Tracing Celtic Heritage Across the Atlantic 

The Rosenbach Explores the Lasting Legacy of the Irish Diaspora, in Partnership with the Kelly House in Philadelphia and the Princess Grace Irish Library in Monaco 

The history of Ireland is closely associated with the history of diaspora—that is, the movement of Irish people all around the world, including to Philadelphia. Irish identity, history, music, literature, and culture occupy prominent space in U.S. society. One of the most important figures in modern Irish American cultural history was undoubtedly the accomplished film actress Grace Kelly of Philadelphia, whose marriage to Prince Rainier III of Monaco in 1956 paved the way for a broader acceptance of the Catholic Irish in mainstream American society. This year, the Rosenbach Museum & Library has launched a programming partnership with the Princess Grace Irish Library in Monte Carlo, Monaco, to trace the global impact of Irish literature and culture—and the many links that connect Philadelphia, Monte Carlo, and County Mayo, Ireland, today. We invite you to join us on this journey of discovery. 

Top: The Rosenbach Museum & Library on Delance Placey in Philadelphia. Bottom: The East Library of the Rosenbach, where the manuscript of James Joyce’s Ulysses resides, near other collections of Irish literature. Photos by Ryan Brandenberg.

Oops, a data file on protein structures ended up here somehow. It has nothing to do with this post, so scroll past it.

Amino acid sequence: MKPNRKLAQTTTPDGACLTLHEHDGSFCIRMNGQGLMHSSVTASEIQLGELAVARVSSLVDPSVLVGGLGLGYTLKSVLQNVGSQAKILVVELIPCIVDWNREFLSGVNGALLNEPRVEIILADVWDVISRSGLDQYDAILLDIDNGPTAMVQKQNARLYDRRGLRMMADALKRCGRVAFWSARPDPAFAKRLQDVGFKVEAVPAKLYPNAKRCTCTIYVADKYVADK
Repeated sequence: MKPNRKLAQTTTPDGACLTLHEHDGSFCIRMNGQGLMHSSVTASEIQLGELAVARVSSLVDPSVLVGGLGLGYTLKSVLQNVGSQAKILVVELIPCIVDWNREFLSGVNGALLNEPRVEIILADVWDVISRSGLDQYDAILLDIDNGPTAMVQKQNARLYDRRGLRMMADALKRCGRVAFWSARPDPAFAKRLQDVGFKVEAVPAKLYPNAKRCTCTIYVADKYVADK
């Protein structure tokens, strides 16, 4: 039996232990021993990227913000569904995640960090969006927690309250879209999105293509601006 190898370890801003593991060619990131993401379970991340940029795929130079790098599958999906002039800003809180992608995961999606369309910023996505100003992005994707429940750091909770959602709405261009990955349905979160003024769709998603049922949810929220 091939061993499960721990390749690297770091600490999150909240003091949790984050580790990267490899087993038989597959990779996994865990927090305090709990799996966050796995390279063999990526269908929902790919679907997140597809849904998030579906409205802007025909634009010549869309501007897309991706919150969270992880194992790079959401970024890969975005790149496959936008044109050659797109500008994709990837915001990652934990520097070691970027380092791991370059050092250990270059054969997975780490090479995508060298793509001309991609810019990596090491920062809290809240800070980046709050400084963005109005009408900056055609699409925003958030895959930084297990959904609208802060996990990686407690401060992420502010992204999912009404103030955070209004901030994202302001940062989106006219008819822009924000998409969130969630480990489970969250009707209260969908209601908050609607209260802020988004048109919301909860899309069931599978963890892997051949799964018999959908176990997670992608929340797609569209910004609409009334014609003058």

Those familiar with the collections of the Rosenbach know that we come by this interest in global Irish culture quite naturally.  Our collections redound with legends of Irish literature. In fact, when giving tours of the historic East Library here at the Rosenbach, I often refer to the space as a little corner of Ireland, right here in Philadelphia. Treasures such as Bram Stoker’s notes for his novel Dracula, the manuscript of James Joyce’s Ulysses, and a substantial Oscar Wilde collection all reside in our historic home on Delancey Place and remind visitors of the importance of the Irish to 19th- and 20th-century literature. These and other items have helped our institution build meaningful transatlantic cultural and diplomatic ties with our Irish friends. Yet one of my favorite things to point out to visitors in awe of the Ulysses manuscript is that this artifact of a great Irish novel was written entirely outside of Ireland. The manuscript is indeed a material artifact of Irishman James Joyce’s peripatetic life on the European continent, where he resided when composing Ulysses.